Amid all that they have to find a circuit-breaker to a virulent insurgency that wound back in the weeks after the January 30 poll but which, US and Iraqi officials say, has been coming back with a vengeance as the political impasse over the cabinet dragged on.

Building on the US and Allawi-backed campaign to draw Sunnis into the armed and intelligence services and the bureaucracy after the disaster of the early US decision to remove Baathists from government and to disband what was left of Saddam's Sunni-dominated military, calls for the inclusion of Sunnis in the new cabinet were intended to drive a wedge into the insurgency.

But Jaafari's refusal to accept Sunni ministerial nominees and Hakim's call for a purge could be a serious setback. There is an expectation that Hakim's Badr Brigade militia will be given control of the military, police and intelligence services, in which the US has invested more than $US5 billion ($6.4 billion).

The US has tried to argue that only former Baathists directly involved in Saddam's atrocities should be barred - possibly hundreds of individuals. But Jaafari and his colleagues made clear they want a sweep of thousands, insisting on trials for any former officials or soldiers accused of wrongdoing in the Saddam decades. A hardline Hakim associate, Hussain Shahristani, also insisted recently that thousands more involved in the insurgency would have to be prosecuted.

After years of suffering at the hands of Saddam, the Shiite leadership does not believe in a negotiated rapprochement - it argues that only guns, not talking, will see off the insurgency. "I don't think the insurgency can be beaten by negotiations," Shahristani said. "For us in [Hakim's] alliance, we don't think it's serious. We think it's surrender, and the Iraqi people will not accept surrender." And there was more than a hint of vengeance when he said: "We know that most senior officials in the [interior ministry] are from the previous intelligence department who've been oppressing the Iraqi people."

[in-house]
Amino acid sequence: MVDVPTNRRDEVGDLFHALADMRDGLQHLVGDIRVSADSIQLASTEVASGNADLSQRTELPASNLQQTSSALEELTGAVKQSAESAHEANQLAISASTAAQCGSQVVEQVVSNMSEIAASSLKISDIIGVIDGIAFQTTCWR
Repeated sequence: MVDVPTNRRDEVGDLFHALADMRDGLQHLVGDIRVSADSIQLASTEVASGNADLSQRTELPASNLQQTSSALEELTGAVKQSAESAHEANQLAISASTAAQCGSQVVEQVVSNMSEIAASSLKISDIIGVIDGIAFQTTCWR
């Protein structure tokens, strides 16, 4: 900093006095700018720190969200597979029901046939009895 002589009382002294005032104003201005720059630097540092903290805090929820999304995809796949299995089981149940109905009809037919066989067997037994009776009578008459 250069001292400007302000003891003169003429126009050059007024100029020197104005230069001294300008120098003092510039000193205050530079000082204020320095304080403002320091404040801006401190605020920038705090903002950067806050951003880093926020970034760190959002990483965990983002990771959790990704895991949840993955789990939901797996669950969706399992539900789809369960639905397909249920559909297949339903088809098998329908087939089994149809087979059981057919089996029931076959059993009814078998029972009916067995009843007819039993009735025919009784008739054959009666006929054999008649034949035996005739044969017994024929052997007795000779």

It all sets the stage to drive even more Sunnis into the embrace of the insurgency and for what the political commentator Wamidh Nadhmi described as "a warlord system that will destroy the country". He told the Herald: "It doesn't say much for democracy. The Sunnis have to be allowed to participate. The Sunnis they have included in the cabinet are not taken seriously, so I have no confidence in its ability to be a uniting force. This Government is not viable.

"They are opening the door to the security services for the Badr [Brigade] and this is a cause of real fear." Jaafari's cabinet is propped up by a deal in which the Shiites and the Kurds have attempted to accommodate their conflicting agendas - its detail has not been released. Allawi tried to bluff his way into power. He failed and now goes into opposition; and the Sunnis, who all sides insisted must be included, have been left dangling.

The politicians' inability to put on even a veneer of unity underscored a deep anxiety as observers watch Iraq's wearied population seek a haven - the things that bind these Iraqi groups have much less cohesive power than those that divide them.

"This Government is unjust and we reject it totally," said Alaa Makhi, a spokesman for the Iraqi Islamic Party, a well-known Sunni party which boycotted the election. "It does not suggest credibility on the other side, and it does not represent a national accord."

The Sunnis have been offered one of the deputy prime ministerships and the important defence ministry - but only if they nominate candidates that are acceptable to the Shiites.

"It was very disappointing for us that most of our candidates have been sent back," said vice-president Ghazi Yawar, who had been a key Sunni negotiator. He gave as an example Sadoun al-Dulame, whom the Shiites rejected as a candidate for defence. He is a sociologist who went into exile after he was sentenced to death by Saddam.

Thursday had all the trimmings of a historic day. But 89 members, including Allawi, did not present themselves for the ceremonial naming of this incomplete government. A Shiite MP, Lame'a Abed Khadawi, was absent, too - she was gunned down on Wednesday when she opened the gate of her home to a stranger.

It's a dangerous time to be a Sunni in Iraq. Equally, it will be dangerous for Shiites if the Sunni minority is pushed to the fringes. And it's a dangerous time for all if the Kurds flex their muscle to the extent that some US officials now publicly canvass the risks of civil war.

All this will severely test the extent to which the US can control events - it does have a fat chequebook but many Shiite hardliners argue they are capable of taking over the security agencies and dealing with their enemies. Many, in fact, relish the opportunity.